When it comes to relationships, let’s talk about the nom du jour: crazy. Crazy is what I’ve called myself when I’m not myself; when I’ve involuntarily stepped out of character and then reined myself back, like when he does eventually call me back; when I’ve gone to limits of my self-esteem and then fallen into an abyss. Crazy is what I call myself to justify my actions and frankly, I hate it.
Crazy has just replaced the other derogatory words I ignorantly used in childhood. Words such as prude, desperate, and frigid have now all been amalgamated into one fine word that myself and others bandy about with abandon. Why do we use this word? When you really look at it, why are we really calling ourselves crazy? Is it, that by calling ourselves out, we are in fact, normalizing our behavior?
Maybe, but why do we need to normalize something that is normal, to begin with? What really bothers me is the fact that deep down there is a sense of shame that comes with being our true selves. Emotional and messy are normal things to be in stressful situations that breed insecurity, like the incredibly vulnerable place in which romantic relationships live. Society might tell us to be cool and composed and restrained at every moment. But emotions, both positive and negative, are natural, human, and necessary. Just calling them “crazy” diminishes the validity of these very real feelings.
[Read Related: What Stops South Asians From Discussing Mental Health?]
At the crux of the matter is a sense of not wanting to come across as undesirable in a society that places value in composure above all else. I know this feeling all too well and I’m sure others have felt it. It’s a common trait in many relationships that, initially, we don’t tend to really be ourselves, in order to come across as more affable, more congenial, and less awkward. So we put their particular idiosyncrasies and our polarizing opinions on hold for a moment in order to be likable. If we do have a fit of texting incessantly, we just blame it on the case of the crazies. It was a one-off. I’m not normally like that.
This creates an inherent dichotomy of “cool girl” vs. “crazy,” neither of which extreme would describe us, but just creates stereotypes for us to easily categorize people without nuanced thought. And in our deep desire not to be relegated to the negative end of the spectrum, lest we ourselves begin to think we belong there, we are willing to put in the work it takes to be the opposite. Especially in South Asian society when so much value is placed in finding a long-term partner.
But why is it so bad to reveal all? I do really wonder why there is this fine juxtaposition of “be yourself” and “don’t get crazy!” in society. During the early stages of my relationship, I would make the schoolboy error of revealing all my feelings during an argument. After the storm had subsided I would do a post-mortem run down with my friends. I remember one particular instance when one friend gently insisted that, should this argument ever arise again, I should call them. I was not, under any circumstance, to vomit all my emotions over my partner ever again, lest he consider me crazy. Is this just a part of easing a partner into learning who you are, or setting a false foundation for the relationship?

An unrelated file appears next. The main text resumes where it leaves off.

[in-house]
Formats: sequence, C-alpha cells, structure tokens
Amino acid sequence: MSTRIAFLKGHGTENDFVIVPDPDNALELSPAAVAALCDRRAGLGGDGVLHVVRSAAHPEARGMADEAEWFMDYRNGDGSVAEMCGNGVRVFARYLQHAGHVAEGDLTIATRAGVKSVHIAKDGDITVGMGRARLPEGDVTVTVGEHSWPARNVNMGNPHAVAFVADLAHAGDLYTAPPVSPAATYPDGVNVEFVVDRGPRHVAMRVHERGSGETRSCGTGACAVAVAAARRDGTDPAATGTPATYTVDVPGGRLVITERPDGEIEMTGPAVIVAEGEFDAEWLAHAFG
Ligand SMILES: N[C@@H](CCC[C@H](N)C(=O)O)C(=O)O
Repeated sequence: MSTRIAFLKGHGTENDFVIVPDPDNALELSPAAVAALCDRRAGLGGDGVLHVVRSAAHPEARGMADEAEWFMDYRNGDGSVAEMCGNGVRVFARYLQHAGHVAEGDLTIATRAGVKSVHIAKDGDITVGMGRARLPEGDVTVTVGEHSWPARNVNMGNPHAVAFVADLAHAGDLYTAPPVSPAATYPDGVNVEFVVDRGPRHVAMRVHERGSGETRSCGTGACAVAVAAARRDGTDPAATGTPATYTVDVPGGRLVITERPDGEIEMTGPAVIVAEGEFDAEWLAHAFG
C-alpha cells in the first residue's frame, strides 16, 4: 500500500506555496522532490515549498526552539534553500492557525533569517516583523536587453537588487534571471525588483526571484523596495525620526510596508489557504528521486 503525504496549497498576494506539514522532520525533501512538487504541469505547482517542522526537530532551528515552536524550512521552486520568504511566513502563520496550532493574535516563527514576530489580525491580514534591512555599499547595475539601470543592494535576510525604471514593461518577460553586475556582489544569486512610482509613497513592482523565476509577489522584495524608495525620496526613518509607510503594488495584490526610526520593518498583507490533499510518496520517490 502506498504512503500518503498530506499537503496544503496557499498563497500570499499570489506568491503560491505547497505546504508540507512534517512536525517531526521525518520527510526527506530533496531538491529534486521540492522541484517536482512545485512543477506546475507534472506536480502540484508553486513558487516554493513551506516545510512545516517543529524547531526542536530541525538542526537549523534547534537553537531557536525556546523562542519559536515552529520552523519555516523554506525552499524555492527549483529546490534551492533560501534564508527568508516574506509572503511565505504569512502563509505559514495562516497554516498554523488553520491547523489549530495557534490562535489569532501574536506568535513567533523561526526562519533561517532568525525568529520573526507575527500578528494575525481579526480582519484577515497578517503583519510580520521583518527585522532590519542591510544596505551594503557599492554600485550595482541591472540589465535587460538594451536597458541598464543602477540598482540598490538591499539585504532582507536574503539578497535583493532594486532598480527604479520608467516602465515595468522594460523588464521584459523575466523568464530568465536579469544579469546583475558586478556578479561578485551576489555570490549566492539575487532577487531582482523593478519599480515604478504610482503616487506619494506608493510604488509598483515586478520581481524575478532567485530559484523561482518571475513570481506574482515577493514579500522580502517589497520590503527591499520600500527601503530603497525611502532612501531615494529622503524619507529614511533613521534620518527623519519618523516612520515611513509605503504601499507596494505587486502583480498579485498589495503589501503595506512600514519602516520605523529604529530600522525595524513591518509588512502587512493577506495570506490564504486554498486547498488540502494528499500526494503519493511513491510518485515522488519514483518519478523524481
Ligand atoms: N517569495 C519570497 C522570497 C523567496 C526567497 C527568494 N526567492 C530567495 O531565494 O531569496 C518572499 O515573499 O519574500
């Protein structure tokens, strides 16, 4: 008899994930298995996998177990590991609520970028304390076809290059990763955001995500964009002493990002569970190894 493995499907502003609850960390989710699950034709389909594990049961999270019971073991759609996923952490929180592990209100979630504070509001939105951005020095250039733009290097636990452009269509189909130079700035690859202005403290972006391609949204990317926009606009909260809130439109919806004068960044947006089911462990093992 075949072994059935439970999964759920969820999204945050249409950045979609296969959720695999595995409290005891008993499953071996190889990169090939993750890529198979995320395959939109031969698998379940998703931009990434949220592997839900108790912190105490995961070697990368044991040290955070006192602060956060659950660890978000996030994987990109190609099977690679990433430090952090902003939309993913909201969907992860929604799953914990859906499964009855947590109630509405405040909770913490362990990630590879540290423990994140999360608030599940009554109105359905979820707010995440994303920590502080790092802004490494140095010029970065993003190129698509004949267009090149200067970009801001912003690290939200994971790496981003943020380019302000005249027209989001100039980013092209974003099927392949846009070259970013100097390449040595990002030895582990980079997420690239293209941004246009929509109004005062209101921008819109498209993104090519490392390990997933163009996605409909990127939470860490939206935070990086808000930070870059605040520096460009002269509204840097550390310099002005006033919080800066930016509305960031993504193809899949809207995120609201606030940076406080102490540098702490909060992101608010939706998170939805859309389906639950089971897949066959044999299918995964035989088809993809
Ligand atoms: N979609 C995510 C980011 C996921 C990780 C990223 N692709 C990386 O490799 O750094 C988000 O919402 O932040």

I didn’t entirely listen, but as the years progressed I did notice that my ‘crazy’ episodes had subsided somewhat and that my deep insecurities were less frequently rearing their ugly little heads.
On the other hand, is it such a terrible idea to initially keep your cards hidden when those insecurities driving crazy moments might fade in the long run? I have friends who confess that they relay all their most trifling anxieties to their friends before they broach the subjects with their partners and they feel all the better for it. I also have friends who consistently rerun their actions to exhaustively analyze any teeny action that might be considered as off-putting or weird.
It’s curious because on the one hand there’s this very pure and simple ‘f**k them’ attitude every time I hear one of these stories. On the other hand, I understand the pressure to not come across as any of the aforementioned characteristics. For me, there was a definite molotov cocktail of anxieties, panic-inducing fear and possible hysteria driving this pitiful ‘cool girl’ routine. It was the fear of driving someone away with crazy moments and not successfully snagging a long-term partner. Yes, I wanted to be cool. But I really didn’t know how.
Insecurities are definitely at the helm of most of our actions and that’s universally relatable. At the end of the day, perhaps the chemistry we tend to feel, is simply the result of someone’s hard work and tenacity to not rock the boat.
All I know is that it’s natural to let some of my vulnerabilities and insecurities show. Nothing can be kept hidden forever. I don’t know when and I’m not sure how but if, in the future, the word crazy slips out, instead of cowering, maybe I can acknowledge that I’ve let the true me slip through. Maybe I can pat myself on the back for being a little honest. And maybe, just maybe, I can be okay with it.